Origen (3rd century) developed the most original response to the Greek objection to a beginning. He recognized that Scripture teaches that our world had a beginning in the recent past (less than 10,000 years before) and that it will be destroyed by God in the future. So while our world would have a beginning in time, God had created and destroyed a long series of worlds before that and will do so also in the future (First Principles 3.5.3). This means that our world would have a definite beginning in time while there was no absolute beginning to time itself. Accordingly, God would continually be creating and destroying worlds, so there would be no point at which God would be idle, thus answering the Greek objection.
Beginning applies only to the visible realm –
Basil (3rd century) argued that the visible (material) world of the senses had its beginning in the recent past. The invisible (spiritual and intellectual) realm, however, would have existed prior to the creation of the visible world. (Whether the invisible realm had a beginning or not is unstated.) The “in the beginning” (Genesis 1:1), therefore, was only in reference to our visible world and time began on the first creation day (similar to Justin Martyr).
An absolute beginning of time –
Augustine (5th century) argued that time had an absolute beginning—there was no “before” the beginning. This cut the ground out from beneath pagan objections by rendering the question of God’s activity “before” the beginning inherently meaningless (Confessions 11.30(40)).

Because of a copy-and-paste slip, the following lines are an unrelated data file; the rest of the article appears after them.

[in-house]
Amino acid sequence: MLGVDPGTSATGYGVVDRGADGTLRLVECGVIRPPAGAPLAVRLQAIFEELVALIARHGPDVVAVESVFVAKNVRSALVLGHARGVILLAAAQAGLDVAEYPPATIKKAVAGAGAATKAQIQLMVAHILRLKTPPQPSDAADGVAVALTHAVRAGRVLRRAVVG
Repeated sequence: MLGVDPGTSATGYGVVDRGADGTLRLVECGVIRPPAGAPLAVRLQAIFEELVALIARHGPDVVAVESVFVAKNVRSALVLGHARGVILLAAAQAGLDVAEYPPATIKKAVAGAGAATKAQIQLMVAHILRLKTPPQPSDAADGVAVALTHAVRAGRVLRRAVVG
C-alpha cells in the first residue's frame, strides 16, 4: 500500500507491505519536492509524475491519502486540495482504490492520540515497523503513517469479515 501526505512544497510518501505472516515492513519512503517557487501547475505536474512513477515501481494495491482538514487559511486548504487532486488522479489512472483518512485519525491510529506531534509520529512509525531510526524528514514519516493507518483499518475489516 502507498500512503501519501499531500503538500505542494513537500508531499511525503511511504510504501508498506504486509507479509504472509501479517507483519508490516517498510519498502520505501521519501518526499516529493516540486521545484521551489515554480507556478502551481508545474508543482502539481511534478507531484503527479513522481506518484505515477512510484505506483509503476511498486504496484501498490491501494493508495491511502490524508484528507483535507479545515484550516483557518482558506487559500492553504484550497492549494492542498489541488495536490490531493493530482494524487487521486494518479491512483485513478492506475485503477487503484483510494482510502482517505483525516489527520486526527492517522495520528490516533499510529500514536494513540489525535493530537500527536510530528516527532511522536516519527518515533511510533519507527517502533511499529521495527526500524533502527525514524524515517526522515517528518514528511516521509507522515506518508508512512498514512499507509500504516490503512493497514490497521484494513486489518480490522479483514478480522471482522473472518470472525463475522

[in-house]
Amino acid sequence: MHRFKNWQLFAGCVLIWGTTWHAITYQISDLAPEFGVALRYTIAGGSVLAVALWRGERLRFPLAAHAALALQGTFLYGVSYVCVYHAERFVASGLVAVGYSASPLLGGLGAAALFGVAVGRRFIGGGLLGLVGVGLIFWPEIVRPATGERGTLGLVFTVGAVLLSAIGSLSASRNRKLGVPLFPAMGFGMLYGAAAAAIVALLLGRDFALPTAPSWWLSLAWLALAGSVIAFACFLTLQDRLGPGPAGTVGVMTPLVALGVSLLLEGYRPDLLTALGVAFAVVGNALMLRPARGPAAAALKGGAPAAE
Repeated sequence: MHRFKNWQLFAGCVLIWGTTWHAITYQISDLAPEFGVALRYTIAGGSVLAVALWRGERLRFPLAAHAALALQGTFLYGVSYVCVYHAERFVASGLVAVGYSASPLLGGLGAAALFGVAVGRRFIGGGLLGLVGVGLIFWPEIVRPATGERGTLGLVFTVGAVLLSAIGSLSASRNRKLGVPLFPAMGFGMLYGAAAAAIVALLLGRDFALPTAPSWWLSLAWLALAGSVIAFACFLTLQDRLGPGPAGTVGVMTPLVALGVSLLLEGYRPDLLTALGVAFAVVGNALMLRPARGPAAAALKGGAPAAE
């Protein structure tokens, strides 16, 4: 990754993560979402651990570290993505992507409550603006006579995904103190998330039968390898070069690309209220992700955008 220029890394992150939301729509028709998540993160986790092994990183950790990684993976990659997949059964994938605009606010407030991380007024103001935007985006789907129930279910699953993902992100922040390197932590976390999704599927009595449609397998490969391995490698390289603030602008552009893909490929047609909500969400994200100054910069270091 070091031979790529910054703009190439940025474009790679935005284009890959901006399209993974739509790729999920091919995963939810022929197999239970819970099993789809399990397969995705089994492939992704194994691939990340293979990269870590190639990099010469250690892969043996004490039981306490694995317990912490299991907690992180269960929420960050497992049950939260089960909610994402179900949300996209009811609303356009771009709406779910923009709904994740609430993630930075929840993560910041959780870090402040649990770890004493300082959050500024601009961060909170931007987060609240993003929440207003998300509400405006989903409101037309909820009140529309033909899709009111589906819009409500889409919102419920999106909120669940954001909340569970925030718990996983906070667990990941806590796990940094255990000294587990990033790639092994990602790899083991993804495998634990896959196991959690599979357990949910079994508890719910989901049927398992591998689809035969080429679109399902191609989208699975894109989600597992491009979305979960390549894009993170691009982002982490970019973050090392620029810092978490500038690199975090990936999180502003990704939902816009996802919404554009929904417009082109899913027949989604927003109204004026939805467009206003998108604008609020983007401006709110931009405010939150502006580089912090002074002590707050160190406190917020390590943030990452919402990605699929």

In considering the disagreement over the nature of the “beginning,” it is easy to dismiss this as merely a theological exercise. As with creation ex nihilo, the debate about time has implications for us in the present. The notion of a beginning was repugnant to the Greeks and others during the early days of the church but quickly began to dominate Western thinking as Christianity spread. This idea continued largely unchallenged until the time of Immanuel Kant (18th century) who proposed an eternal (uncreated) universe (“Creation Ex Nihilo”, part 4).
Kant’s view dominated science until Einstein introduced his general theory of relativity in the beginning of the 20th century. The new theory led to the development of the “big bang” model and the recognition that matter has a beginning (i.e., creation ex nihilo). From 1967-1970, Roger Penrose, Stephen Hawking, and George Ellis formed their singularity theorems, which demonstrated that space and time must also have a beginning (see Hugh Ross). These scientific advances confirmed what Augustine had argued 15 centuries before, based on his understanding of Scripture. What a marvelous vindication of biblical teaching.
The information presented here is based on research that is currently unpublished. Inquiries regarding it should be directed to the author (KansasCity@reasons.org).
- Robert Bradshaw, “Creationism and the Early Church”.
- Hugh Ross, The Fingerprint of God, 2nd ed., (Colorado Springs, CO: NavPress, 1991).
- Hugh Ross, Creator and the Cosmos, (Colorado Springs, CO: NavPress, 1993).
- Kenneth Richard Samples, A World of Difference, (Grand Rapids, MI: Baker Books, 2007).